New Delhi, August 23: Former Attorney General of India and jurist Soli Sorabjee said the Supreme Court “overreacted” by taking suo motu contempt proceedings against civil right lawyer Prashant Bhushan for his tweets.

“The court may at the most give a lecture to Prashant now. Warn him, but not punish him… It is rather a delicate balance to keep,” Sorabjee told The Hindu during an interview on August 22.

The court has reserved its decision on punishment in the suo motu contempt case. It has given Bhushan time till August 24 to reconsider his statement refusing to apologise to the court for his tweet about Chief Justice of India S.A. Bobde on a bike and another on the role of the Supreme Court in the past six years.

Sorabjee said the court could have ignored the first tweet and the second tweet was merely an opinion. “People have different beliefs, do you punish people for having some beliefs which are not to the liking of the Supreme Court,” Sorabjee asked.

Sorabjee said truth is an absolute defence against contempt. He said a person should be given an opportunity to prove his allegations are true.

“If Mr. Bhushan is ready to establish the facts of his allegations, then how can you prevent him… He should not be intimidated into silence. Of course, if his allegations are baseless, frivolous, then punish him. But don’t punish him for just saying it,” Sorabjee said.

The authority and dignity of the Supreme Court as an institution will be enhanced if it addresses the allegations rather than to slap contempt on the person who made them on the basis of facts. He said a person cannot be punished for contempt for simply making an allegation. The court should not function on pre-conceived notions. Punishment should come only after the allegation is found false.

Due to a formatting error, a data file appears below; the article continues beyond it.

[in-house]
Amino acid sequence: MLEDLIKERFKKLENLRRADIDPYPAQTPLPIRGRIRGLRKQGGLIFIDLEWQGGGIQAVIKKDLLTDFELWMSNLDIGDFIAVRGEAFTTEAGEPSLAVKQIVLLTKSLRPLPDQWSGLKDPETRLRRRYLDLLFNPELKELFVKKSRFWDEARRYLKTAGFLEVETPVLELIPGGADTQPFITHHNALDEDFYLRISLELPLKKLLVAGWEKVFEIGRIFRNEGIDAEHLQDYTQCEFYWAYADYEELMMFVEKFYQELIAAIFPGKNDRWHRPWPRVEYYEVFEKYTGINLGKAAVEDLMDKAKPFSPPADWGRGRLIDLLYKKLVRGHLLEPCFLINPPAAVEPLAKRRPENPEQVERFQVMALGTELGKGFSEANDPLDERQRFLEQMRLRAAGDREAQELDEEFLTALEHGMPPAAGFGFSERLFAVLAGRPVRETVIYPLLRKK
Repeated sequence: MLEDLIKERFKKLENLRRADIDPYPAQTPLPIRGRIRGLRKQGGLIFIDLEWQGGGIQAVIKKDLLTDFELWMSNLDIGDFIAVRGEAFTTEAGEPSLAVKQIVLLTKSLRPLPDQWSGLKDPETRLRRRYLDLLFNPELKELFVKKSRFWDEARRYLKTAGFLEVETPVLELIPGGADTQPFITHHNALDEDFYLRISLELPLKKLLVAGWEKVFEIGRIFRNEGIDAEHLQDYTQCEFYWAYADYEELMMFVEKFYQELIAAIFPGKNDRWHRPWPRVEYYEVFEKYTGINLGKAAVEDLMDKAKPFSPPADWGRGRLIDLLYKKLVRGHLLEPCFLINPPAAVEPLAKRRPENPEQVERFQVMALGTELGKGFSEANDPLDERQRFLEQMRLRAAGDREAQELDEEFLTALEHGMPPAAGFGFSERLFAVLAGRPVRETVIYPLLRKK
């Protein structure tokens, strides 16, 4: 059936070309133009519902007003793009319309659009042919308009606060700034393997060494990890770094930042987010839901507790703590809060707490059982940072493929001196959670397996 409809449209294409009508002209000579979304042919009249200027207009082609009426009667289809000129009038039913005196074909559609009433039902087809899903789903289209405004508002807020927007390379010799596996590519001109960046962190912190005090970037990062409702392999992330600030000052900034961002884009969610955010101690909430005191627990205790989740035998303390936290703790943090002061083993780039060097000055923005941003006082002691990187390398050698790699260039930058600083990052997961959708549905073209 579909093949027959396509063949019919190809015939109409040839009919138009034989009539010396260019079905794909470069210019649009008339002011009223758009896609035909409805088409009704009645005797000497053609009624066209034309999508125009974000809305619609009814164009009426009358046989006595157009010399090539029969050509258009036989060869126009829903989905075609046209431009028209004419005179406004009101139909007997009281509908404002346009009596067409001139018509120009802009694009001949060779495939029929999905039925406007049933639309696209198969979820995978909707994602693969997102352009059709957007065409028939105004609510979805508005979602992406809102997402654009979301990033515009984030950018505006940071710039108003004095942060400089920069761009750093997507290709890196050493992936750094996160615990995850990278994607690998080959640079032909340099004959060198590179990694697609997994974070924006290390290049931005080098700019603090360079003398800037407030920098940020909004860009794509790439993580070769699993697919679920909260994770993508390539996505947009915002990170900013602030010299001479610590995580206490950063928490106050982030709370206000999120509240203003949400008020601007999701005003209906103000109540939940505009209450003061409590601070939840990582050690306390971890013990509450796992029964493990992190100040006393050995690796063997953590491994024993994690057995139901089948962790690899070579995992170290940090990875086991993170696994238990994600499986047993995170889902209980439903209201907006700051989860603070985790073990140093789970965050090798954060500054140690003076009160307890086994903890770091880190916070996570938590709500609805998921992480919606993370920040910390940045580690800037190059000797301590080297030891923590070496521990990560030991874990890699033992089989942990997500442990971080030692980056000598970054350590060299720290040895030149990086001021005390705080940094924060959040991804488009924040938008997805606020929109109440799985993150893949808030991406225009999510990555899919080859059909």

“Every citizen has the right to his independent view. If somebody says judges are corrupt, allow him the opportunity to prove his allegation right… I repeat, if Prashant Bhushan’s allegations are found to be completely nonsensical, then punish him, but not before that. You can’t just assume and say they are incorrect without giving him a chance to prove them… No, I don’t think the Supreme Court has come out in good light at the end of this matter,” Sorabjee said.

He questioned the way the court has hurried through the contempt case, hearing it via video conferencing. “What would have happened if they had shown a little patience… Would it have all fallen down, crumbled if they had waited a little time” Sorabjee questioned.

He also disagreed with the court’s view that the Attorney General of India’s prior consent was not necessary before initiating suo motu contempt. “The Attorney General is the first law officer. He should be consulted. They cannot ignore him. Inherent powers of the court to initiate contempt (under Article 129 of the Constitution) is subject to certain limitations. Inherent power to do what? This is a misuse of the inherent power,” Sorabjee said.

He further said Attorney General K.K. Venugopal, having been issued notice and present during the entire hearing, should have been heard at length. “The court hurried through the matter,” Sorabjee said.

On the issue whether “scandalising the court” should continue to survive as a ground for contempt in a democracy, Sorabjee said judiciary is an important institution and its dignity cannot be undermined. “However, the question here is that of principle. Can you or can you not criticise the judiciary based on certain facts, that is, definite facts? And if you do this, do you commit contempt of court? On the contrary, I believe you enhance the authority of the court,” Sorabjee said.

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